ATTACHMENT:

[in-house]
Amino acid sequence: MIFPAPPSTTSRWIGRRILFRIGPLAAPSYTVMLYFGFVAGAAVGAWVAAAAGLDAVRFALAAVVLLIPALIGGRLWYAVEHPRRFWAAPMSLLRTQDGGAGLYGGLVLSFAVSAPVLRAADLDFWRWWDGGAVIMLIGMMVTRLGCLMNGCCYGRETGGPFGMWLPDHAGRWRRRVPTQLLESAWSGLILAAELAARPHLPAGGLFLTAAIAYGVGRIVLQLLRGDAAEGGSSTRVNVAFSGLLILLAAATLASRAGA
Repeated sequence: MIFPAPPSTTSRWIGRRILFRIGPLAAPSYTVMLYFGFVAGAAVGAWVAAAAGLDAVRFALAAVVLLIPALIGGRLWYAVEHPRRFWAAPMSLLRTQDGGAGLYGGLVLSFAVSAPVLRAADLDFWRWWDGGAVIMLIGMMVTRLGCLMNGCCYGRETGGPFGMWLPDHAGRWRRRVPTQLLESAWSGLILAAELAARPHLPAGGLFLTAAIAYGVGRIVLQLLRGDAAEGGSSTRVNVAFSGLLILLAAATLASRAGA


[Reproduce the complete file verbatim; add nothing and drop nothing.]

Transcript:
[in-house]
Amino acid sequence: MIFPAPPSTTSRWIGRRILFRIGPLAAPSYTVMLYFGFVAGAAVGAWVAAAAGLDAVRFALAAVVLLIPALIGGRLWYAVEHPRRFWAAPMSLLRTQDGGAGLYGGLVLSFAVSAPVLRAADLDFWRWWDGGAVIMLIGMMVTRLGCLMNGCCYGRETGGPFGMWLPDHAGRWRRRVPTQLLESAWSGLILAAELAARPHLPAGGLFLTAAIAYGVGRIVLQLLRGDAAEGGSSTRVNVAFSGLLILLAAATLASRAGA
Repeated sequence: MIFPAPPSTTSRWIGRRILFRIGPLAAPSYTVMLYFGFVAGAAVGAWVAAAAGLDAVRFALAAVVLLIPALIGGRLWYAVEHPRRFWAAPMSLLRTQDGGAGLYGGLVLSFAVSAPVLRAADLDFWRWWDGGAVIMLIGMMVTRLGCLMNGCCYGRETGGPFGMWLPDHAGRWRRRVPTQLLESAWSGLILAAELAARPHLPAGGLFLTAAIAYGVGRIVLQLLRGDAAEGGSSTRVNVAFSGLLILLAAATLASRAGA